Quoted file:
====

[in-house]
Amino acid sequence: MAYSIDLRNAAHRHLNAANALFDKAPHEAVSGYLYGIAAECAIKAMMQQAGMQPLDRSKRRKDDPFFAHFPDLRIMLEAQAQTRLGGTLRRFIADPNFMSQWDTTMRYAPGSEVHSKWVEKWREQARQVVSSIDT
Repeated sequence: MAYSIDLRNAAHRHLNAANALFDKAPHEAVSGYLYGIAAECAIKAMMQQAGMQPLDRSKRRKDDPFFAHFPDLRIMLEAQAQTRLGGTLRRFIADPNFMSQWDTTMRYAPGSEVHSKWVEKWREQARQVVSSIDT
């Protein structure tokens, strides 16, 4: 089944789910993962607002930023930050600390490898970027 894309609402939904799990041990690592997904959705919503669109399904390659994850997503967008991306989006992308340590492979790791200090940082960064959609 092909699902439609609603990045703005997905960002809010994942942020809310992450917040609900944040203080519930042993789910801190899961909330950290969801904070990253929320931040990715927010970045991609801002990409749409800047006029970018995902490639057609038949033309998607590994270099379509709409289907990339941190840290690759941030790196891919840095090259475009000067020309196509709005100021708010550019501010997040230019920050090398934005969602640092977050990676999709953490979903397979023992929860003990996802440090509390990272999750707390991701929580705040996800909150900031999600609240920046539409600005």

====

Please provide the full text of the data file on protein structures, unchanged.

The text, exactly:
[in-house]
Amino acid sequence: MAYSIDLRNAAHRHLNAANALFDKAPHEAVSGYLYGIAAECAIKAMMQQAGMQPLDRSKRRKDDPFFAHFPDLRIMLEAQAQTRLGGTLRRFIADPNFMSQWDTTMRYAPGSEVHSKWVEKWREQARQVVSSIDT
Repeated sequence: MAYSIDLRNAAHRHLNAANALFDKAPHEAVSGYLYGIAAECAIKAMMQQAGMQPLDRSKRRKDDPFFAHFPDLRIMLEAQAQTRLGGTLRRFIADPNFMSQWDTTMRYAPGSEVHSKWVEKWREQARQVVSSIDT
């Protein structure tokens, strides 16, 4: 089944789910993962607002930023930050600390490898970027 894309609402939904799990041990690592997904959705919503669109399904390659994850997503967008991306989006992308340590492979790791200090940082960064959609 092909699902439609609603990045703005997905960002809010994942942020809310992450917040609900944040203080519930042993789910801190899961909330950290969801904070990253929320931040990715927010970045991609801002990409749409800047006029970018995902490639057609038949033309998607590994270099379509709409289907990339941190840290690759941030790196891919840095090259475009000067020309196509709005100021708010550019501010997040230019920050090398934005969602640092977050990676999709953490979903397979023992929860003990996802440090509390990272999750707390991701929580705040996800909150900031999600609240920046539409600005």